All this time the salesman had not pressured us to explore beyond the price range we gave him until we asked, and only then did he show us what he had in a higher price range. When time came for negotiating the price, he took on the negotiating on himself to make it affordable to us. He didn’t know that later, as soon as we got what we considered a fair price, that we intended to pay it off in full, but then again we didn’t know we were purchasing a vehicle from a huge corporate conglomerate either…that is until we had a problem with Saab at home.
Now, we didn’t purchase the extended warranty and we had the car over a month so when the blinker started acting funny–blinking on its own, winking at other cars, I had to take it to the local Saab dealership. Turns out it needed a module replaced that cost more than $400. My wife immediately said, “But the dealership where we bought the Saab said it would pass inspection,” and I replied “maybe we should do that.” It doesn’t hurt to ask.
So, I cancelled the prepaid order with the Saab dealership and took it back to the Acura dealership where we bought it; after my wife had talked to them and it sounded like the dealership might actually honor that statement. We didn’t state the obvious: our state has stopped inspections, except for the exhaust system, but light blinking on its own was still a road hazard. The service manager called me into his office after talking with the general manager and warranty manager, and said the dealership would pay half.
Still, they had every reason to say, “No.” And that would be the end of it. We would have paid a little extra to take the risk–oh well. I started to think how we had been treated from the beginning: with great customer service and honorable treatment that only comes from great training.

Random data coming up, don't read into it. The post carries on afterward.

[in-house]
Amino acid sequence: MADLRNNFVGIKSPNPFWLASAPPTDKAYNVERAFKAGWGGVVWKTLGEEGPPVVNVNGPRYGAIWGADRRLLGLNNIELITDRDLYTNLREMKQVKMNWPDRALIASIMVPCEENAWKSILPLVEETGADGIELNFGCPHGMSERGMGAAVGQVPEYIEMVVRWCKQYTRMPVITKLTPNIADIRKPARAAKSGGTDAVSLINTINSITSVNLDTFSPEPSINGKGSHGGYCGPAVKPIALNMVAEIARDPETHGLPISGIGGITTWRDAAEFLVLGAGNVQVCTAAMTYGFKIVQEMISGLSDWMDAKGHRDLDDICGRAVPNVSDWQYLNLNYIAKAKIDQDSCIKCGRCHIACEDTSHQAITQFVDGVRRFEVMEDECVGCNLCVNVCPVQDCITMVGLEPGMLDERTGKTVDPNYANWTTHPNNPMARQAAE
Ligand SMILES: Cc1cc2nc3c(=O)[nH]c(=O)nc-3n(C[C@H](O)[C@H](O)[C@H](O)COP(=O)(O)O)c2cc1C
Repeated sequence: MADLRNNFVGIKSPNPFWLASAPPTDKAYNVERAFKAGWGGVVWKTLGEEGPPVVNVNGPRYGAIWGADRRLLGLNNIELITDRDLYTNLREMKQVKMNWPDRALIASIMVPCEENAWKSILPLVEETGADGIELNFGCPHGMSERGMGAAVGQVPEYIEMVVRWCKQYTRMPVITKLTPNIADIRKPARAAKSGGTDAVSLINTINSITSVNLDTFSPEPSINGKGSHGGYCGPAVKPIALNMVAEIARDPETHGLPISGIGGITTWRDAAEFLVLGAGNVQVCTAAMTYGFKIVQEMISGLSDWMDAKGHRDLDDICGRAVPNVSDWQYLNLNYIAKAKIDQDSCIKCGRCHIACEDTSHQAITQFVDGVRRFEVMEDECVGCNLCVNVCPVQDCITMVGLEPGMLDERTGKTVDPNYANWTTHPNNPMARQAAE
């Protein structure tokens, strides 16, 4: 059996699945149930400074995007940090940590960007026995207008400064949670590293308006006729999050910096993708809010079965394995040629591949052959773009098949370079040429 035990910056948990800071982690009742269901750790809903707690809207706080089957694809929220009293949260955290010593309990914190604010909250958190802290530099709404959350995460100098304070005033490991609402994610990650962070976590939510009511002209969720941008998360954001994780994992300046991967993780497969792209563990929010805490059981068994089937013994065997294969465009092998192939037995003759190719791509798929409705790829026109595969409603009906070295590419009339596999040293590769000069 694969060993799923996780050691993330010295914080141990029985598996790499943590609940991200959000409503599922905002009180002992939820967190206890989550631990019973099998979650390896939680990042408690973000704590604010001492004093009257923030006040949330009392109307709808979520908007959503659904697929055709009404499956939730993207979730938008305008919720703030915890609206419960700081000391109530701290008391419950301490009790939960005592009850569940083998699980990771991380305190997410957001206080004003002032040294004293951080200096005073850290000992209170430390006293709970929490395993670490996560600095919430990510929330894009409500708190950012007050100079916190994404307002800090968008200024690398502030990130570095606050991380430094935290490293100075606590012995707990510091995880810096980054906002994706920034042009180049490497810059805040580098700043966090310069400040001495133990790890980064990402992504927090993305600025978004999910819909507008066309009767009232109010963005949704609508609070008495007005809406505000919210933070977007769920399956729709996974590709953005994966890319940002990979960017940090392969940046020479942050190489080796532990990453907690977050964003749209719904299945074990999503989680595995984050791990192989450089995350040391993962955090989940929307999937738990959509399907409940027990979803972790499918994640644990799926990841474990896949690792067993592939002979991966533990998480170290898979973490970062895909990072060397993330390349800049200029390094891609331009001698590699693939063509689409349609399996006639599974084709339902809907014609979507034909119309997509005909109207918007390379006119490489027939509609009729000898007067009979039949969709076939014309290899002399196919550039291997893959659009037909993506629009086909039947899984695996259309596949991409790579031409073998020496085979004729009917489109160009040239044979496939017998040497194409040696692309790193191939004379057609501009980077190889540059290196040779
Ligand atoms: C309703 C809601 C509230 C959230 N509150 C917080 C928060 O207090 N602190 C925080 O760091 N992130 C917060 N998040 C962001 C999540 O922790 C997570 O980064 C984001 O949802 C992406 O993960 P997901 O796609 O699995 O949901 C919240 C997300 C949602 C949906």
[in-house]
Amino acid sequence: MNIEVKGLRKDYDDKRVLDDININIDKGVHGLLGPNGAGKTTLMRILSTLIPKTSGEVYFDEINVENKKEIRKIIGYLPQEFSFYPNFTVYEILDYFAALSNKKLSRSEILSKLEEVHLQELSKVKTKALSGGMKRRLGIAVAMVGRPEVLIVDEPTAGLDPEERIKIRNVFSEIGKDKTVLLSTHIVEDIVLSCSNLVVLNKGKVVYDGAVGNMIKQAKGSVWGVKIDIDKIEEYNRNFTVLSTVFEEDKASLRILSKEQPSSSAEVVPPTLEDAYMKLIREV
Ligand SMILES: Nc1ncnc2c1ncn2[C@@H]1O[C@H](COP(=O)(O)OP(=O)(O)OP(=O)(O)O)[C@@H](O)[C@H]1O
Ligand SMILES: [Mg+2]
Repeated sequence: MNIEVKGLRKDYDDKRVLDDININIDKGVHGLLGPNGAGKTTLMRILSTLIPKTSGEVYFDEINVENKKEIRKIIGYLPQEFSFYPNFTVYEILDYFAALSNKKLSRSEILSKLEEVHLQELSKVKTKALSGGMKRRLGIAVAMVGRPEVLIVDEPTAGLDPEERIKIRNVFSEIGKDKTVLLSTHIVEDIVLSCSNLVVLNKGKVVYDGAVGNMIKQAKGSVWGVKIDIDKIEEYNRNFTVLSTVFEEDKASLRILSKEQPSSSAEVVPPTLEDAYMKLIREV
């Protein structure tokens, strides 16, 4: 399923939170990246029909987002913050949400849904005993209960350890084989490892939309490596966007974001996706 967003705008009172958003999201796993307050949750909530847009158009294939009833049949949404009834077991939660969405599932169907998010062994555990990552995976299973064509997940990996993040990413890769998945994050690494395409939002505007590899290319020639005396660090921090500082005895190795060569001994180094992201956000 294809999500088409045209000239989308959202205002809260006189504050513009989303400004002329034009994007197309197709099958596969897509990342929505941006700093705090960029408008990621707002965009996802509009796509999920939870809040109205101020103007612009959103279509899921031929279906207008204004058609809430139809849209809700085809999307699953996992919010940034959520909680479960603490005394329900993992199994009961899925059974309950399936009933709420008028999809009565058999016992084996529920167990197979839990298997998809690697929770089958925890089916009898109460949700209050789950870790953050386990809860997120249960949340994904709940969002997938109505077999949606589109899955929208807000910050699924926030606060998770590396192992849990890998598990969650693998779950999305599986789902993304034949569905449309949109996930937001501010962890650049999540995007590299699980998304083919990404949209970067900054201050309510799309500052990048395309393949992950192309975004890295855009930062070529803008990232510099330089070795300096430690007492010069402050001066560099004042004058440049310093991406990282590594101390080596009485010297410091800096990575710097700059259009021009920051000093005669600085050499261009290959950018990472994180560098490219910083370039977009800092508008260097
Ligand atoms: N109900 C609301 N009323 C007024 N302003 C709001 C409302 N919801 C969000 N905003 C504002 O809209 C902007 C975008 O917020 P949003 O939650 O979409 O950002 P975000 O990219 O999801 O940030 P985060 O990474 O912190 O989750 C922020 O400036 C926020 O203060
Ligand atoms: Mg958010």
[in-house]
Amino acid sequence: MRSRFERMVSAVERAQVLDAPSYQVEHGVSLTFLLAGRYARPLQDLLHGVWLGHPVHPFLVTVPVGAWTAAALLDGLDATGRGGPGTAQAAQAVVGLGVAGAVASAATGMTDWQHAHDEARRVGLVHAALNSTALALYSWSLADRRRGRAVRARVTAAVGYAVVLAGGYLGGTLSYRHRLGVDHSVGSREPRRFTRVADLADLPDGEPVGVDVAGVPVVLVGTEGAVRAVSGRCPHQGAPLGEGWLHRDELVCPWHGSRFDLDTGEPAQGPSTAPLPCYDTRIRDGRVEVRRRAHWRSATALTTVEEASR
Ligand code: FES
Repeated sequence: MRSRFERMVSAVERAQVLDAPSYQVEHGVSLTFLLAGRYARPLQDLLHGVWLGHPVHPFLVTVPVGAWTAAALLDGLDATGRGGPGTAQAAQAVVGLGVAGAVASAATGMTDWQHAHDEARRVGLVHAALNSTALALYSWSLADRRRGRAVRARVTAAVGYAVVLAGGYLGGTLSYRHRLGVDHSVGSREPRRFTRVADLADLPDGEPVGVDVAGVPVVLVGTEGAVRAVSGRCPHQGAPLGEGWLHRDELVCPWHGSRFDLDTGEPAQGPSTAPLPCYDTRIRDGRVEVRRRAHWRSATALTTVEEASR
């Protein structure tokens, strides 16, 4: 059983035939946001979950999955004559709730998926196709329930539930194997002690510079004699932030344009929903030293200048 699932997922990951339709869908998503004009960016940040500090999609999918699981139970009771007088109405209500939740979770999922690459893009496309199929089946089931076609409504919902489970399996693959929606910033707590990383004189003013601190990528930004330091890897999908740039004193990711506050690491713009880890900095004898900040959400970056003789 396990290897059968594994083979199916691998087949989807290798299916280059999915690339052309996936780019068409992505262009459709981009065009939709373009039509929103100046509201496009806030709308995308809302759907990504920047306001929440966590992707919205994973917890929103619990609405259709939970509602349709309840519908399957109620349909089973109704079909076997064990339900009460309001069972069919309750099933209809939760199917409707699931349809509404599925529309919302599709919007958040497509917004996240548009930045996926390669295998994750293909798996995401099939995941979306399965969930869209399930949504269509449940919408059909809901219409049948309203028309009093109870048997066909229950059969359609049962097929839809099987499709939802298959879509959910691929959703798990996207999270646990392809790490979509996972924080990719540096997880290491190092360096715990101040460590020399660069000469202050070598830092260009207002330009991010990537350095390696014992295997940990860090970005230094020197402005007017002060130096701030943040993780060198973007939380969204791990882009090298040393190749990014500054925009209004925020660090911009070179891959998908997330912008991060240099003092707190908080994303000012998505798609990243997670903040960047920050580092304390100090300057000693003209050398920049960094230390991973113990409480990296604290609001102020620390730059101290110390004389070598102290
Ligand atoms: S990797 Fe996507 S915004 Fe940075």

From the salesman, the serviceman who wrote up the ticket, the sales manager, the warranty manager who offered the extended warranty we turned down, the service manager and the general manager–all seemed to be on the same page. The customers mattered–even when they could be wrong as we were. The dealership went above and beyond, but that means to me the Penske as company probably does the same with most of its customers.
I asked the service manager how the dealership was trained and he said all the dealerships were trained together and had the same training. That made a lot of sense for consistency sake.
In the end, I had been ready for the Acura dealership to say, “No.” They had every right, but instead, we split the cost, and I was given a loaner car and the dealership had my Saab driven back to the Saab dealership to be fixed. By the way, that loaner car: a beautiful 2012 Acura TL series.
For more resources about training, see the Training library.
As a former commercial and theatre actor and professional speaker, training at the corporate level so teaching English, speech and theatre at the university level seemed logical and I have loved both. Today, I write mostly and have published four books: my best selling–The Cave Man Guide to Training and Development, a scary novel of the near future–Harry’s Reality, and two theatre books.